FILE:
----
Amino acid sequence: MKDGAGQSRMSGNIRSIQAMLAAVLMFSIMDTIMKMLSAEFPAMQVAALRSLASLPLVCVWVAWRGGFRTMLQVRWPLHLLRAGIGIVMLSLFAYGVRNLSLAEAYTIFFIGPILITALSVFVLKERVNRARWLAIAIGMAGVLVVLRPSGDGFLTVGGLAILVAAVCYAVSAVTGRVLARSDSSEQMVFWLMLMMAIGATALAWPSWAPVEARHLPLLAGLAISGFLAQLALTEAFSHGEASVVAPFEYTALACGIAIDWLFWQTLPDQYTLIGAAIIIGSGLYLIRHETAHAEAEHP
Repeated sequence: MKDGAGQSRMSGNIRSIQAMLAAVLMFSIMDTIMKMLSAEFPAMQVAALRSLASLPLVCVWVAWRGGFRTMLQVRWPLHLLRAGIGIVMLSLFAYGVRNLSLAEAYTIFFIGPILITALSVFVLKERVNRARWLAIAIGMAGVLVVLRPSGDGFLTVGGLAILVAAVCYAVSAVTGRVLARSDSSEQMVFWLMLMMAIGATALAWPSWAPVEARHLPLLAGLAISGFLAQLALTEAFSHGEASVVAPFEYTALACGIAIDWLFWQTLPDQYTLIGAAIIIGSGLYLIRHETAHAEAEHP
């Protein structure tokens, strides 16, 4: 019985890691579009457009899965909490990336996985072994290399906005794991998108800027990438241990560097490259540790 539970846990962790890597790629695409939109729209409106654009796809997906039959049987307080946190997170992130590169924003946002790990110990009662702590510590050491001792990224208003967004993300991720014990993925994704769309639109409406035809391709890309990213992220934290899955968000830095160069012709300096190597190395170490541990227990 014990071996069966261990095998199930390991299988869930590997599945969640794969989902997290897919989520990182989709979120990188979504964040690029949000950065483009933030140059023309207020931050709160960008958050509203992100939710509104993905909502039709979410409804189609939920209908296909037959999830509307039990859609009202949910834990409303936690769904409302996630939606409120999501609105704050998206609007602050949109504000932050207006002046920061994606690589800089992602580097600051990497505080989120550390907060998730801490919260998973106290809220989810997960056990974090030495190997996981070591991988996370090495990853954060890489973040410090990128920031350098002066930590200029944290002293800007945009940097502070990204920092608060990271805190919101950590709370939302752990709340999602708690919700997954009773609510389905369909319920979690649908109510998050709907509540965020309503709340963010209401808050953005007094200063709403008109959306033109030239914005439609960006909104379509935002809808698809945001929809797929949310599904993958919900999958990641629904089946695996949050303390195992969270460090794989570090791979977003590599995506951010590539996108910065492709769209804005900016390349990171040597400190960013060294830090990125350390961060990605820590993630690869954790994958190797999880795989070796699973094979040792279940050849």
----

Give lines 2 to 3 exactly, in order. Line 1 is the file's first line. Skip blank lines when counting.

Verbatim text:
Repeated sequence: MKDGAGQSRMSGNIRSIQAMLAAVLMFSIMDTIMKMLSAEFPAMQVAALRSLASLPLVCVWVAWRGGFRTMLQVRWPLHLLRAGIGIVMLSLFAYGVRNLSLAEAYTIFFIGPILITALSVFVLKERVNRARWLAIAIGMAGVLVVLRPSGDGFLTVGGLAILVAAVCYAVSAVTGRVLARSDSSEQMVFWLMLMMAIGATALAWPSWAPVEARHLPLLAGLAISGFLAQLALTEAFSHGEASVVAPFEYTALACGIAIDWLFWQTLPDQYTLIGAAIIIGSGLYLIRHETAHAEAEHP
């Protein structure tokens, strides 16, 4: 019985890691579009457009899965909490990336996985072994290399906005794991998108800027990438241990560097490259540790 539970846990962790890597790629695409939109729209409106654009796809997906039959049987307080946190997170992130590169924003946002790990110990009662702590510590050491001792990224208003967004993300991720014990993925994704769309639109409406035809391709890309990213992220934290899955968000830095160069012709300096190597190395170490541990227990 014990071996069966261990095998199930390991299988869930590997599945969640794969989902997290897919989520990182989709979120990188979504964040690029949000950065483009933030140059023309207020931050709160960008958050509203992100939710509104993905909502039709979410409804189609939920209908296909037959999830509307039990859609009202949910834990409303936690769904409302996630939606409120999501609105704050998206609007602050949109504000932050207006002046920061994606690589800089992602580097600051990497505080989120550390907060998730801490919260998973106290809220989810997960056990974090030495190997996981070591991988996370090495990853954060890489973040410090990128920031350098002066930590200029944290002293800007945009940097502070990204920092608060990271805190919101950590709370939302752990709340999602708690919700997954009773609510389905369909319920979690649908109510998050709907509540965020309503709340963010209401808050953005007094200063709403008109959306033109030239914005439609960006909104379509935002809808698809945001929809797929949310599904993958919900999958990641629904089946695996949050303390195992969270460090794989570090791979977003590599995506951010590539996108910065492709769209804005900016390349990171040597400190960013060294830090990125350390961060990605820590993630690869954790994958190797999880795989070796699973094979040792279940050849």